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‘Unconscious’ bias dooms the Warriors for all eternity

The Warriors will never win the NRL.

Not this year (obviously). Not next year, nor the year nor the decade nor the century after that.

Never, ever, bloody, anything, ever, as the late Rik Mayall not so famously said in the 1988 Comic Strip cult classic Mr Jolly Lives Next Door.

“I’ve lived my life by that rule,” Mayall told Nicolas Parsons, the celebrity BBC presenter who was supposed to be the victim of an assassination but instead suffered the worse fate of spending an evening being entertained by alcoholic male escorts Mayall and Adrian Edmondson.

It’s a rule the Warriors, too, have lived by - and continue to do so.

The Warriors will never win the NRL because the task is too great.

If it were, say, just a matter of being the best team in the competition, there would be no need for such fatalism. But simply being the best team won’t ever be enough to garner the Warriors the NRL title. Because they’ll still start the season on minus 6 points, they’ll head into the playoffs several places lower on the ladder than they deserve to be, and they’ll still get dudded on every 50-50 call in finals matches.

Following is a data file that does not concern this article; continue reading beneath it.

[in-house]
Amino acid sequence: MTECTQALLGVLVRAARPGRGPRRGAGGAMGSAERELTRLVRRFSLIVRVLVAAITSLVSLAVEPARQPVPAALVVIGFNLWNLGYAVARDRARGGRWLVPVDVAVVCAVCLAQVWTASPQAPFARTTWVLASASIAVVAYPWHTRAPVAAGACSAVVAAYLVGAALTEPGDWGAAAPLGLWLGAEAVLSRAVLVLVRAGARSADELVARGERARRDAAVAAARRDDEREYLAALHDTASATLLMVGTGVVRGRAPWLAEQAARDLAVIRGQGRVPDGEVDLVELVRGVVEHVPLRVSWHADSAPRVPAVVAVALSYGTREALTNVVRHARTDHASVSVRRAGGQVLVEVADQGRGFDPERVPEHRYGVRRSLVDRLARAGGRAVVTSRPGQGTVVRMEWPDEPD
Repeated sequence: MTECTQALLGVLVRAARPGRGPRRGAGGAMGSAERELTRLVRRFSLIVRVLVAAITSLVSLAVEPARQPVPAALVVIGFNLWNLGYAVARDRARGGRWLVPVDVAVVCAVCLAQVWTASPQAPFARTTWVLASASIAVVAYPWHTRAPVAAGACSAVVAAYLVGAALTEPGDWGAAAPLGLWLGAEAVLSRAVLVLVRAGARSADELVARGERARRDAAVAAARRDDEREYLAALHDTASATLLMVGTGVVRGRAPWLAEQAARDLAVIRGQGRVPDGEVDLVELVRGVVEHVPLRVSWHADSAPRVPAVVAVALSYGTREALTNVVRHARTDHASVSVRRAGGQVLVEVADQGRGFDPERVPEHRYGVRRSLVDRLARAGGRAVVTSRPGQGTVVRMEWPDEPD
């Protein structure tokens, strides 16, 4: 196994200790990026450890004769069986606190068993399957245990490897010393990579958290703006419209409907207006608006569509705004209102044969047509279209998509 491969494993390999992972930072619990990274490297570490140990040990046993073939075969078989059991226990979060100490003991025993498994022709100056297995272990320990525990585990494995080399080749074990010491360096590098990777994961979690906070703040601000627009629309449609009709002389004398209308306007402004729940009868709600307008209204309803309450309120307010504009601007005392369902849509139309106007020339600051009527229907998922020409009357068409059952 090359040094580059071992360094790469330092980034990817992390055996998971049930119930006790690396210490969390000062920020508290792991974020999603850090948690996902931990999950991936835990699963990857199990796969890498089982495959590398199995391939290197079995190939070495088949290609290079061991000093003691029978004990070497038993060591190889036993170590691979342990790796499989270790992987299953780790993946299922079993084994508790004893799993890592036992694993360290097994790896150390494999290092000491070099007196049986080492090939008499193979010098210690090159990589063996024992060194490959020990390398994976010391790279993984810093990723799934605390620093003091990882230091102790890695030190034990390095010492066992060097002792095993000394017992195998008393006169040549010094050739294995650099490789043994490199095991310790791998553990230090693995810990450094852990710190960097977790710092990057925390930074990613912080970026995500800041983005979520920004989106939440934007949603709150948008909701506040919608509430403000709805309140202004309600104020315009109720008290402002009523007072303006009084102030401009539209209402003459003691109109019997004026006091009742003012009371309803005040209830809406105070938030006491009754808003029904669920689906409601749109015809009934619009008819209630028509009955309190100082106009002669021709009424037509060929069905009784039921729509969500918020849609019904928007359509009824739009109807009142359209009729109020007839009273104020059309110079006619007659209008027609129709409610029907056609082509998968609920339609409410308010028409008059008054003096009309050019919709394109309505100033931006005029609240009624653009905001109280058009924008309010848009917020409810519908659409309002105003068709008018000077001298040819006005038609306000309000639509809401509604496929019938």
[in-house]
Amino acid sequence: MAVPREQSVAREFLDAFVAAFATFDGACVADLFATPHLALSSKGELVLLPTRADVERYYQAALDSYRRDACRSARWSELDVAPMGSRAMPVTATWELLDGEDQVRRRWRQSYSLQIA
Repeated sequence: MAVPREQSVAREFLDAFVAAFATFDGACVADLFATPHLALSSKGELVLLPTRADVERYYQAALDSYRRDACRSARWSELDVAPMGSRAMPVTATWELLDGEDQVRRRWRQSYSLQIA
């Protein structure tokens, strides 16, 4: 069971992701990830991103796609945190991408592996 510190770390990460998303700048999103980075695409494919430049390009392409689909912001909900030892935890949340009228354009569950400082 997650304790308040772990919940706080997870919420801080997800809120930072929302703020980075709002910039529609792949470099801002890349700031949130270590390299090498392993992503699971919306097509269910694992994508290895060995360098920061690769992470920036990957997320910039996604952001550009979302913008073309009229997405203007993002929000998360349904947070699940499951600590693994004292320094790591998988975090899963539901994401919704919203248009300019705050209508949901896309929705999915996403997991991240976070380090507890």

That’s the grim reality of the generously-coined “unconscious bias” of the NRL’s officials the Warriors are subjected to year-in, year-out. In a competition where the performance margins between the best and the worst teams are remarkably slender, the bar for the Warriors is set impossibly high.

To win the NRL Premiership, they’ll not only have to be the best team, they’ll have to be the best team by a proverbial mile. And that ain’t happening.

The root of the problem is that the NRL’s incredibly insular power brokers don’t believe the Warriors routinely get a bum deal, and they wouldn’t care if they did.

They will never acknowledge that the playing field is tilted and attempt to level it, because there will always be something more pressing to deal with than the imagined injustices of a bunch of whinging koi-wees.

The way the NRL sees it, all those weeks the Warriors were shafted badly enough to earn apologies from the referees’ boss aren’t evidence of anything more than a statistical anomaly. All teams receive rough justice, but it is swings and roundabouts. Things even out over time.

Except they don’t. If they did, the Warriors would have banked a fortunate win or four by now to make up for being shafted out of a victory over the Storm in round seven by an incorrect late penalty decision.

They wouldn’t have been victimised by a ridiculous try from a blatantly forward pass in a draw with the Broncos.